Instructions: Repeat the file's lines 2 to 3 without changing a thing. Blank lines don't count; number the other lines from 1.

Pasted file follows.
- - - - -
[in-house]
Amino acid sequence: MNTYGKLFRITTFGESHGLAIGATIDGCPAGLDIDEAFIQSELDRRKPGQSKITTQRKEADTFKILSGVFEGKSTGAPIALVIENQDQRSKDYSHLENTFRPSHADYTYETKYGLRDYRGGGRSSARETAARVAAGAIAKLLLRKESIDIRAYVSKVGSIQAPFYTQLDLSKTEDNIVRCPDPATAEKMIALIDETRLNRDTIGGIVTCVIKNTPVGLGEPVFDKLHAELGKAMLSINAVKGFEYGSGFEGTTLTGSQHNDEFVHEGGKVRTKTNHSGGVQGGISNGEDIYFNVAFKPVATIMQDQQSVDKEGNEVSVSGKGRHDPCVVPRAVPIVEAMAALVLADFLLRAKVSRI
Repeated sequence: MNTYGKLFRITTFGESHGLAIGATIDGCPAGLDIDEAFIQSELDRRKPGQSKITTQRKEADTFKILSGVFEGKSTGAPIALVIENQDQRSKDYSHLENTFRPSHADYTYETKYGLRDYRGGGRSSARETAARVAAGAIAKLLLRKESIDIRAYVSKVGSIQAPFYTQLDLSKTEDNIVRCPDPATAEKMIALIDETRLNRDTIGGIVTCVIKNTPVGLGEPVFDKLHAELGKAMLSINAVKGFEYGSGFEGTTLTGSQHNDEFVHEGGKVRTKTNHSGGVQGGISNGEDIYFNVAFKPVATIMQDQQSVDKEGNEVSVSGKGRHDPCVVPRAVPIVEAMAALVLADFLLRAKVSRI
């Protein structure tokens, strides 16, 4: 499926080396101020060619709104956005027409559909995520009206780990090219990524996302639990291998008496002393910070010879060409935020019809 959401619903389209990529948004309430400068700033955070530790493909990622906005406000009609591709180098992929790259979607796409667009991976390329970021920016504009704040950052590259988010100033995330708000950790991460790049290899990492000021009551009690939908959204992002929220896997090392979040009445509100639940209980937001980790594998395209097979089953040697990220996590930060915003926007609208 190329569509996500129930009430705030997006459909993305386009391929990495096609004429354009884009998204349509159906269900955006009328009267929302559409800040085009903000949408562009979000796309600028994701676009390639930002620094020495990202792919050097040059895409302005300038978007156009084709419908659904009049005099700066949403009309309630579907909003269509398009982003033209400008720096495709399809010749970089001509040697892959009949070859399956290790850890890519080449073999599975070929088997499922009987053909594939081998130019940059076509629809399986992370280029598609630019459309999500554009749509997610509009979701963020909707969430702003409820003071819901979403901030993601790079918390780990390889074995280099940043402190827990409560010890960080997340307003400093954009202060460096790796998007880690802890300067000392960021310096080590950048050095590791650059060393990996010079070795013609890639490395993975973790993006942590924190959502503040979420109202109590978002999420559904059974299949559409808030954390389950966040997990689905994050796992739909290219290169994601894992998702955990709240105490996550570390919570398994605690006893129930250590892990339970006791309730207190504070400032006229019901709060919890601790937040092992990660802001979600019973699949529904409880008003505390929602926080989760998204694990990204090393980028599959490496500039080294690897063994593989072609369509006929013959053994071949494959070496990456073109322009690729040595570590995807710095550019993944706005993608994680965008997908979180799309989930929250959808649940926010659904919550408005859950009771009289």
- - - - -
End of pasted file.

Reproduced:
Amino acid sequence: MNTYGKLFRITTFGESHGLAIGATIDGCPAGLDIDEAFIQSELDRRKPGQSKITTQRKEADTFKILSGVFEGKSTGAPIALVIENQDQRSKDYSHLENTFRPSHADYTYETKYGLRDYRGGGRSSARETAARVAAGAIAKLLLRKESIDIRAYVSKVGSIQAPFYTQLDLSKTEDNIVRCPDPATAEKMIALIDETRLNRDTIGGIVTCVIKNTPVGLGEPVFDKLHAELGKAMLSINAVKGFEYGSGFEGTTLTGSQHNDEFVHEGGKVRTKTNHSGGVQGGISNGEDIYFNVAFKPVATIMQDQQSVDKEGNEVSVSGKGRHDPCVVPRAVPIVEAMAALVLADFLLRAKVSRI
Repeated sequence: MNTYGKLFRITTFGESHGLAIGATIDGCPAGLDIDEAFIQSELDRRKPGQSKITTQRKEADTFKILSGVFEGKSTGAPIALVIENQDQRSKDYSHLENTFRPSHADYTYETKYGLRDYRGGGRSSARETAARVAAGAIAKLLLRKESIDIRAYVSKVGSIQAPFYTQLDLSKTEDNIVRCPDPATAEKMIALIDETRLNRDTIGGIVTCVIKNTPVGLGEPVFDKLHAELGKAMLSINAVKGFEYGSGFEGTTLTGSQHNDEFVHEGGKVRTKTNHSGGVQGGISNGEDIYFNVAFKPVATIMQDQQSVDKEGNEVSVSGKGRHDPCVVPRAVPIVEAMAALVLADFLLRAKVSRI